In our automating phishing and abuse inbox management tutorial series, we used the VirusTotal API extensively to analyse suspicious URLs and files. So, you may want to start there to understand a real world security automation application of the VirusTotal API.

Adding your VirusTotal API key to a Tines credential

The Tines credential widget allows storage of secret information so it can be safely included in agent bodies, without fear of disclosure. To add your VirusTotal API key to Tines, when signed-in to a tenant, choose “Credentials” -> “New Credential”.

Tines supports a variety of credential types, for the VirusTotal API, choose “text”. Next, choose a name for the credential, then enter your API key under “Credential value”.

VirusTotal API key in Tines credential

After saving the credential, we can now include it in agent configurations with the credential widget: {% credential Virustotal %}.

Submitting queries to the VirusTotal API using Tines

The Tines HTTP Request Agent (HRA) is used to integrate with 3rd-party APIs. Configuring a HRA to talk to the VirusTotal API is easy. First, create a new HRA: from anywhere in your tenant choose “Agents -> New Agent” from the main menu, then choose “HTTP Request Agent” from the agent type drop-down.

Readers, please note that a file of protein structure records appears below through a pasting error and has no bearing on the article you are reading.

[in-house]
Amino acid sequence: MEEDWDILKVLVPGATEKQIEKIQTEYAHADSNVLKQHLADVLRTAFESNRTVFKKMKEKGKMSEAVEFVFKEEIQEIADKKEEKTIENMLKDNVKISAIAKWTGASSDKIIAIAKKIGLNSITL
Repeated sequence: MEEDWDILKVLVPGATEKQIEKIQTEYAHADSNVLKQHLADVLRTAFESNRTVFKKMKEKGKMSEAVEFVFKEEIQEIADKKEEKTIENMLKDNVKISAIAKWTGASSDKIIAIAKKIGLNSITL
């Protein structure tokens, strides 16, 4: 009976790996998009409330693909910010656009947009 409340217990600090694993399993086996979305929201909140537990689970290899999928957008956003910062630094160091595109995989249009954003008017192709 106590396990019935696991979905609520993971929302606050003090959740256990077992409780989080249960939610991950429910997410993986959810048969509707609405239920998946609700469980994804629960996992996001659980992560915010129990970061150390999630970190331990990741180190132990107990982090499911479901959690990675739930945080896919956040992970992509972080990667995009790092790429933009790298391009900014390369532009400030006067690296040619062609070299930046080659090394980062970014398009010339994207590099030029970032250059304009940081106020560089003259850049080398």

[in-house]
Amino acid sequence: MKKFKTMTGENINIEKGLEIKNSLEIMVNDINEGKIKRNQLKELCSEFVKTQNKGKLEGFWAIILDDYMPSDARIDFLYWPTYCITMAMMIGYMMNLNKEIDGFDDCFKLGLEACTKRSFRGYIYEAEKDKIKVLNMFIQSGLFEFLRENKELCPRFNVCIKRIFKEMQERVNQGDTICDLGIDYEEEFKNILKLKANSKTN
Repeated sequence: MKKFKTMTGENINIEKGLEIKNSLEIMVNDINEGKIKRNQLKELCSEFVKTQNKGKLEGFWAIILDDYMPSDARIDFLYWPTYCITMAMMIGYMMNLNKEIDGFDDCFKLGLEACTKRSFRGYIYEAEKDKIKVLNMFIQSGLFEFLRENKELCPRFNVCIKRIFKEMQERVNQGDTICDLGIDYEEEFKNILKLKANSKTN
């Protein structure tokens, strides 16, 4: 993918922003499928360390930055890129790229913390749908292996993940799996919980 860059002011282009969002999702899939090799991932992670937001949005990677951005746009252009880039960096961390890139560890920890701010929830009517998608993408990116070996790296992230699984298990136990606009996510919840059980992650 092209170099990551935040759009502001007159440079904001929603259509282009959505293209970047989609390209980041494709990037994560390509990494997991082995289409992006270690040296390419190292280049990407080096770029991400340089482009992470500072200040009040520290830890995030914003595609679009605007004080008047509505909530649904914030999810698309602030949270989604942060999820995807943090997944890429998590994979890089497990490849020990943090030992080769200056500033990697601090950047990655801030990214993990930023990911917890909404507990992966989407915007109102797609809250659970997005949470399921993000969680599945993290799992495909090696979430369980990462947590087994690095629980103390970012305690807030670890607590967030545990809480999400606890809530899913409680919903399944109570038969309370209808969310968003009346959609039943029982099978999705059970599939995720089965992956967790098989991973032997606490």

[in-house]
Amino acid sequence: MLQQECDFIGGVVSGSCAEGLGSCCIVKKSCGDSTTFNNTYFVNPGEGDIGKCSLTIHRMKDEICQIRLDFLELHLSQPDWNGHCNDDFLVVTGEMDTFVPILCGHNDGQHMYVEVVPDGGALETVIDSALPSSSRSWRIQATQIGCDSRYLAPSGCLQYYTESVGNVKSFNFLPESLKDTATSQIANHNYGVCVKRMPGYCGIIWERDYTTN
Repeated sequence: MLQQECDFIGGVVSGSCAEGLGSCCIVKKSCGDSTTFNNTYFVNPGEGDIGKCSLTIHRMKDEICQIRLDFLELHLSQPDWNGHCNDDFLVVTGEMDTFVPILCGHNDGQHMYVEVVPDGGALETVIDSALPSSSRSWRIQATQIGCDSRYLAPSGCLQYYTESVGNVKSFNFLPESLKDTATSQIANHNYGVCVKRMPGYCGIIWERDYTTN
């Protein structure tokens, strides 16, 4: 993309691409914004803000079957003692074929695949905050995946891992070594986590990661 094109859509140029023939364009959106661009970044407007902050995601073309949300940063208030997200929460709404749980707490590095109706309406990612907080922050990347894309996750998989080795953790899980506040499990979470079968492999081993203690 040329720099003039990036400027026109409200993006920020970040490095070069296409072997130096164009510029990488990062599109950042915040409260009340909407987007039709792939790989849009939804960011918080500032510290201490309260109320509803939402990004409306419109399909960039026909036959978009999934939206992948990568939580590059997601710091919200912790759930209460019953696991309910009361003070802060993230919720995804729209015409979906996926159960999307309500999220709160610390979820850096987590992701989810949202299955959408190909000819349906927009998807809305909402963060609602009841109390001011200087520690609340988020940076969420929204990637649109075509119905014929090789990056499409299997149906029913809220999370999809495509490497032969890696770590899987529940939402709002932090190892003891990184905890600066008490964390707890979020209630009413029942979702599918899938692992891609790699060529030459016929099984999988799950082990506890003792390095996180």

After configuring the common config, edit the options block to reflect the call you want to make to VirusTotal. For example, if you want to comment on a file or URL you would use the following options block:

 

If you wanted to retrieve an IP address report, you would use an options block similar to that shown below:

In this case, we’re using the GET method and calling the /ip-address/report endpoint. When the agent runs, it will emit the response from the VirusTotal API as a new event, see sample emitted event below:

Sample emitted Tines event Virus Total API

 

Avoiding VirusTotal API rate limits

As mentioned above, the VirusTotal API rate limits requests to four per minute. As a result, when you exceed this quota, VirusTotal will respond with an empty body and a HTTP status of 204.

Using Tines, we can account for event spikes and thus avoid exceeding our quota using Trigger Agents (TA) and an Event Transformation Agent (ETA) in delay mode.

In the diagram below, we use a HTTP Request Agent to query the VirusTotal API, then check whether the response hit a rate limit. If it did, that is the status was 204, we wait 20 seconds and try again.

Using Tines to Avoiding VirusTotal API Rate Limits

The configuration for these four agents is available in an importable story here.